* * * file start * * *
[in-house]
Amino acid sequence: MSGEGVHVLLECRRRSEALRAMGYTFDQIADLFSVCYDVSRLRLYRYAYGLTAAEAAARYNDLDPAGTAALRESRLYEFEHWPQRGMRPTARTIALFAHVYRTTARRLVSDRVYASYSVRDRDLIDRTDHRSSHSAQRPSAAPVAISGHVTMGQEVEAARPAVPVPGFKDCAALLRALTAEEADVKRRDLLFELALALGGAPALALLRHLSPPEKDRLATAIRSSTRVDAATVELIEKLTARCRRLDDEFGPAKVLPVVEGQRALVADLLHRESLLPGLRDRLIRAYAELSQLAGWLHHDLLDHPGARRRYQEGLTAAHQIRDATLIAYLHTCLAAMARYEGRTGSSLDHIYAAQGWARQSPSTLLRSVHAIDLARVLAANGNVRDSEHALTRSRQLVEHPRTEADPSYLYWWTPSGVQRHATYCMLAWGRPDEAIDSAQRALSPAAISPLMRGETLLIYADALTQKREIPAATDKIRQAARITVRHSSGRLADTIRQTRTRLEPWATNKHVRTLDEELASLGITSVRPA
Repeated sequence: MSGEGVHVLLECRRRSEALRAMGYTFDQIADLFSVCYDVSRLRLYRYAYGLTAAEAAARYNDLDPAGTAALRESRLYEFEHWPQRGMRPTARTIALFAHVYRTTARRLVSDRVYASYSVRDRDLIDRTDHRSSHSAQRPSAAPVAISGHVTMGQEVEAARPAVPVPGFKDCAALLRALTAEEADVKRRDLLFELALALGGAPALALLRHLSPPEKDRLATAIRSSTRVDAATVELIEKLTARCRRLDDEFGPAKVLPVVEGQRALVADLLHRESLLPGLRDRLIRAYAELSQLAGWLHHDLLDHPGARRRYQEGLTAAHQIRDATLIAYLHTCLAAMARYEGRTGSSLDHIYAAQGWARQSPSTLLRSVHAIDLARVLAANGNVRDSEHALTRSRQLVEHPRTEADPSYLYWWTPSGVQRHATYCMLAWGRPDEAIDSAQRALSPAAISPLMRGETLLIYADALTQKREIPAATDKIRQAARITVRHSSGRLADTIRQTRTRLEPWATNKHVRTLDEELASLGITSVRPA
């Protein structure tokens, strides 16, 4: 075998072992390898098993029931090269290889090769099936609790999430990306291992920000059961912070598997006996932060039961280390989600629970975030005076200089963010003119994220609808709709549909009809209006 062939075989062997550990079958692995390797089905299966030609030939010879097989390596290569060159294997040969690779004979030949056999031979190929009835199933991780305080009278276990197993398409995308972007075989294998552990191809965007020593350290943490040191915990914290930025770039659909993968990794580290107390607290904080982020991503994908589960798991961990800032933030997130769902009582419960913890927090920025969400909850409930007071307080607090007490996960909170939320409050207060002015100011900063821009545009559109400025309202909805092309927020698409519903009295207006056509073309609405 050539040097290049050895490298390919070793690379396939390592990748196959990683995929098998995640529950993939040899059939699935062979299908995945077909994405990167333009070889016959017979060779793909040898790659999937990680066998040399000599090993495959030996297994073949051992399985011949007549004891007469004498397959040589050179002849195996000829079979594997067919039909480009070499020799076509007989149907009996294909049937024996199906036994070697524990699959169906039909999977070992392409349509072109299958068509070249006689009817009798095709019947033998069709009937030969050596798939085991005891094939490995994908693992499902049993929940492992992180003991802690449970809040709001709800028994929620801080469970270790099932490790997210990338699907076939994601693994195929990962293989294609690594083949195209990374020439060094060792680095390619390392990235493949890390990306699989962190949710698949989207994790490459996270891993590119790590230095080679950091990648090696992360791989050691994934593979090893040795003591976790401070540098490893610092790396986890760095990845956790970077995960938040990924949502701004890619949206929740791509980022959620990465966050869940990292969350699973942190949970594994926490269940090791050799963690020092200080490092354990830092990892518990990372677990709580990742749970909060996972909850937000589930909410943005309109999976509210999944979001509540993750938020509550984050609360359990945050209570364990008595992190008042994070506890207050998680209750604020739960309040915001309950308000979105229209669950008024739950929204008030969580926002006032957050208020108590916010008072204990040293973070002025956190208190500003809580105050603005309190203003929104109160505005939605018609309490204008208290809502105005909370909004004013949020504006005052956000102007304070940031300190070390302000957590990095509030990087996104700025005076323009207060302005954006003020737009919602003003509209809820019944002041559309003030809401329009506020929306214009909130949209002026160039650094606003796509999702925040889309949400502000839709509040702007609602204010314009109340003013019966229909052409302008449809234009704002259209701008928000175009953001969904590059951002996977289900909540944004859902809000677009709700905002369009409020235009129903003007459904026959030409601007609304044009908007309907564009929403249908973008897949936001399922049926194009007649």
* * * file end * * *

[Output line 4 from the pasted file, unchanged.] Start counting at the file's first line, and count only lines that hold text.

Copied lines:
């Protein structure tokens, strides 16, 4: 075998072992390898098993029931090269290889090769099936609790999430990306291992920000059961912070598997006996932060039961280390989600629970975030005076200089963010003119994220609808709709549909009809209006 062939075989062997550990079958692995390797089905299966030609030939010879097989390596290569060159294997040969690779004979030949056999031979190929009835199933991780305080009278276990197993398409995308972007075989294998552990191809965007020593350290943490040191915990914290930025770039659909993968990794580290107390607290904080982020991503994908589960798991961990800032933030997130769902009582419960913890927090920025969400909850409930007071307080607090007490996960909170939320409050207060002015100011900063821009545009559109400025309202909805092309927020698409519903009295207006056509073309609405 050539040097290049050895490298390919070793690379396939390592990748196959990683995929098998995640529950993939040899059939699935062979299908995945077909994405990167333009070889016959017979060779793909040898790659999937990680066998040399000599090993495959030996297994073949051992399985011949007549004891007469004498397959040589050179002849195996000829079979594997067919039909480009070499020799076509007989149907009996294909049937024996199906036994070697524990699959169906039909999977070992392409349509072109299958068509070249006689009817009798095709019947033998069709009937030969050596798939085991005891094939490995994908693992499902049993929940492992992180003991802690449970809040709001709800028994929620801080469970270790099932490790997210990338699907076939994601693994195929990962293989294609690594083949195209990374020439060094060792680095390619390392990235493949890390990306699989962190949710698949989207994790490459996270891993590119790590230095080679950091990648090696992360791989050691994934593979090893040795003591976790401070540098490893610092790396986890760095990845956790970077995960938040990924949502701004890619949206929740791509980022959620990465966050869940990292969350699973942190949970594994926490269940090791050799963690020092200080490092354990830092990892518990990372677990709580990742749970909060996972909850937000589930909410943005309109999976509210999944979001509540993750938020509550984050609360359990945050209570364990008595992190008042994070506890207050998680209750604020739960309040915001309950308000979105229209669950008024739950929204008030969580926002006032957050208020108590916010008072204990040293973070002025956190208190500003809580105050603005309190203003929104109160505005939605018609309490204008208290809502105005909370909004004013949020504006005052956000102007304070940031300190070390302000957590990095509030990087996104700025005076323009207060302005954006003020737009919602003003509209809820019944002041559309003030809401329009506020929306214009909130949209002026160039650094606003796509999702925040889309949400502000839709509040702007609602204010314009109340003013019966229909052409302008449809234009704002259209701008928000175009953001969904590059951002996977289900909540944004859902809000677009709700905002369009409020235009129903003007459904026959030409601007609304044009908007309907564009929403249908973008897949936001399922049926194009007649």